Recently, I was watching a movie and in the movie the pastor made a joke about the term sheep having a double meaning when referring to Christians. In the movie, the pastor was hinting at how there were those in the church that were opposed to changes he was bringing by blindly holding on to personal traditions that were not spiritual and quite possibly no one could explain why things were done that way in the first place.
This made me start to think. Of all the animals God could have compared us with, why did He choose a sheep? Was it simply because it would resonate with those who were shepherds or was there more to it?
In today’s political landscape the term sheep if often used to describe someone who follows a group or ideology blindly. A sheep in this sense is someone who does not think for themselves and has a lack of imagination and will follow whatever is popular at the time.
I am pretty sure that this is not what God intended when He called His children sheep. However, it seems to be the case today, that many Christians are acting just like this and have become sheep to the world around them. So much so, that a faith-based movie even makes a joke about it.
Too many of those inside the church today are following blindly and unfortunately, they may be following bad shepherds. This type of “sheep” mentality is what creates a culture inside churches that cause us to hold on to our own traditions and treat them as Holy Ordinances. We take the words of unqualified leaders as gospel without ever checking the Word to see if their teaching matches up. This type of “sheep” mentality will eventually lead all the “sheep” to slaughter.
Now that I have gotten past what I believe God did not mean by calling us sheep, let’s look at some things that I believe He did mean.
There is a common misconception that sheep are stupid animals. This is not the case. They actually rank on par with cattle when it comes to intelligence.
A 2017 article from BBC.com had this quote:
“Sheep are actually surprisingly intelligent, with impressive memory and recognition skills. They build friendships, stick up for one another in fights, and feel sad when their friends are sent to slaughter. They are also on of the most destructive creatures on the planet.”
A study from the University of California showed that sheep develop strong friendships and even take up for weaker sheep in fights. (1993)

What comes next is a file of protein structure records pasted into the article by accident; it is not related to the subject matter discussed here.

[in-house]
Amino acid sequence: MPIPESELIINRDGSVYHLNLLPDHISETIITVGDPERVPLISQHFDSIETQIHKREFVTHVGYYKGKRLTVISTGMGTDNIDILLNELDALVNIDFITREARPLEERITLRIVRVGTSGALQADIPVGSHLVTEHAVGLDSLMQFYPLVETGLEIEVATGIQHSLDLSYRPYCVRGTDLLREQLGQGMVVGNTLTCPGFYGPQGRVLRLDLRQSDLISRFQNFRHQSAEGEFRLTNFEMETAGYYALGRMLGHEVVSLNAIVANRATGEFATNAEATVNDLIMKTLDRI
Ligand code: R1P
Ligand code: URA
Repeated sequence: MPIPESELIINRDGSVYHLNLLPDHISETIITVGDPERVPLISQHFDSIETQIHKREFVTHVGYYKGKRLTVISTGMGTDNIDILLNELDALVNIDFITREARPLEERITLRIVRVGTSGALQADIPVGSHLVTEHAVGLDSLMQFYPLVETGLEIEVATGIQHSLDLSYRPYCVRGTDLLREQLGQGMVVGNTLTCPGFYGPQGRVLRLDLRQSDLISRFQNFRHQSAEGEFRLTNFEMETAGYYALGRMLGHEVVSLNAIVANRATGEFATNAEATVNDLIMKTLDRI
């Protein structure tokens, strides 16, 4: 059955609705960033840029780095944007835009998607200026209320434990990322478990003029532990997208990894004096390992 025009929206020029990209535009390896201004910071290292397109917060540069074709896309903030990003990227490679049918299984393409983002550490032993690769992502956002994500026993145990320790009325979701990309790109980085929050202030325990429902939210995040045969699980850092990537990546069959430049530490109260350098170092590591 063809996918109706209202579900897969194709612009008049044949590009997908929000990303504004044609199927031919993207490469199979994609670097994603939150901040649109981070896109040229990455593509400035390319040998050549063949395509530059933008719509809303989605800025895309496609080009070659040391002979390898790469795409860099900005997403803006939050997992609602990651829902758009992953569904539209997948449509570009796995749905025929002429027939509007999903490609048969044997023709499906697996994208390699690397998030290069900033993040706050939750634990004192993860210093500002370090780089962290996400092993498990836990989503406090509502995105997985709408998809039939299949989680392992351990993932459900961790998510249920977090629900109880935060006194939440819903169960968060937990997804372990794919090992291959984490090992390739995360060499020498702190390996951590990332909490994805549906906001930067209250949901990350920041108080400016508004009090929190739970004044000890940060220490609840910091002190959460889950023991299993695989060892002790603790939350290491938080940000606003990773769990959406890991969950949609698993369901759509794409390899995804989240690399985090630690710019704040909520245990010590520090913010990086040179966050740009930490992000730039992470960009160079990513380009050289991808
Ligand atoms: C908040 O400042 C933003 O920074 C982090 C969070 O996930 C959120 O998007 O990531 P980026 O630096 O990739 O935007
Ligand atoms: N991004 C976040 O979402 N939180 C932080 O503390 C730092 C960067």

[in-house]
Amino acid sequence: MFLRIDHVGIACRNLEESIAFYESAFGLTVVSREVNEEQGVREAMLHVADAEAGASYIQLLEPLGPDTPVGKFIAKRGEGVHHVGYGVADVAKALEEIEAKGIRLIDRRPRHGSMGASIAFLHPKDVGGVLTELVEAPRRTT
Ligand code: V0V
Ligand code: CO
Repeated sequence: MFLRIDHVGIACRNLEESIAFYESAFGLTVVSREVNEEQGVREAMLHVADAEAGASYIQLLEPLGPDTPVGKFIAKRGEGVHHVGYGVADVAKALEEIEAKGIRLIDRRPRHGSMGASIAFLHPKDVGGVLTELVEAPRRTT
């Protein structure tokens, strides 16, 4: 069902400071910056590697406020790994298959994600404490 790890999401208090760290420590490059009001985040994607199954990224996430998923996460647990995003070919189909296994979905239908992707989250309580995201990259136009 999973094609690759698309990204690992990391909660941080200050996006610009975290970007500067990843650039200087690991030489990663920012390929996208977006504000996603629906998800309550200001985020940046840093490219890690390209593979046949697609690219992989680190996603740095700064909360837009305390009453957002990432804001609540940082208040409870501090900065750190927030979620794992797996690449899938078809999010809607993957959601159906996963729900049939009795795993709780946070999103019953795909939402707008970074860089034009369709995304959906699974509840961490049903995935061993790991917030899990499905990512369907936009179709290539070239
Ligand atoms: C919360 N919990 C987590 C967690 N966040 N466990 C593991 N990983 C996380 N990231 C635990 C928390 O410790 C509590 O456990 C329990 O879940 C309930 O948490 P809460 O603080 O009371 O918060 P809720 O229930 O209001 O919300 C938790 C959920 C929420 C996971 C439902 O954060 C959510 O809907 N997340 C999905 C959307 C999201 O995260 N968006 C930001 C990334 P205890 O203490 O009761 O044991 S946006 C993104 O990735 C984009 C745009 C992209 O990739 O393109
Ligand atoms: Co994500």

These are all very interesting facts about sheep and are all qualities that could describe the Christian Church.
One of the biggest traits of sheep is that they will follow one another especially if the one leading is trusted. A shepherd must earn that position with the sheep, he cannot just show up on day one and start leading the sheep. One of the major reasons that sheep stick together is for protection. Imagine that, Jesus using an animal that bands together for protection as and example for His followers. Jesus knew that we would be facing an enemy who was ready to devour us so in calling us sheep He was calling us to stick together for our own safety and protection.
Another trait that is connected to the desire to band together is that sheep will follow one another and even follow trusted friends. Shepherds use this instinct to gain trust with the sheep by feeding them as they are leading them where they want them to go. However, if the shepherd does not feed them or stops feeding them, then the sheep will catch on and no longer respond to the shepherd. So as Christians, we must be like sheep and make sure that we are being fed along the way. If you are not being fed, then you may need to consider the shepherd you are following. Are you following your own desires? Are you following someone who is following their own desires? Are you following the comforts of this world? Or, are you following Christ and those who are truly following Him?
This next point, I found to be very applicable to the life of a Christian-
Sheep will try to maintain a safe distance known as a flight distance between themselves and others. The more comfortable the sheep is then the smaller this distance is. However, when a danger presents itself this distance increases to a point in which the sheep feel safe. Look at that as a Christian: The more comfortable we get the more we let our guard down. This is not an invitation to avoid the world, but it is a caution to keep your guard up at all times. If we get too comfortable with the sin in the world, then it is only a matter of time before it becomes the sin in our own lives.
Here is the bottom line: It is possible to be a Christian and not have a negative “sheep” mentality. I believe that in order to do this we must ask ourselves some rather difficult questions.
- Why Do I Believe What I Believe?
This may be the hardest question for a Christian to ask themselves. In this you must consider a few things. Do you believe what you believe because you were raised to believe that way? Do you believe because others believe? Or, do you believe because of the power of Jesus Christ in your life? I could (and possibly will) write an entire blog just about this question alone.
- What Changed in My Life After I Accepted Jesus?
Becoming a Christian should be transformational. The world should be able to see the change in us. So, as a Christian, ask yourself, what changed.
- Am I following God or my own comfort?
What desires are you chasing? Are you chasing worldly fame and fortune? Are you only after worldly blessings and trying to see what God can do for you instead of how He can use you to serve others?
Certain breeds of sheep have wool that will grow forever. (Imagine a Christian who never stopped growing).
Sheep have 320 degrees of peripheral vison. Due to their pupils they can almost see all the way around themselves.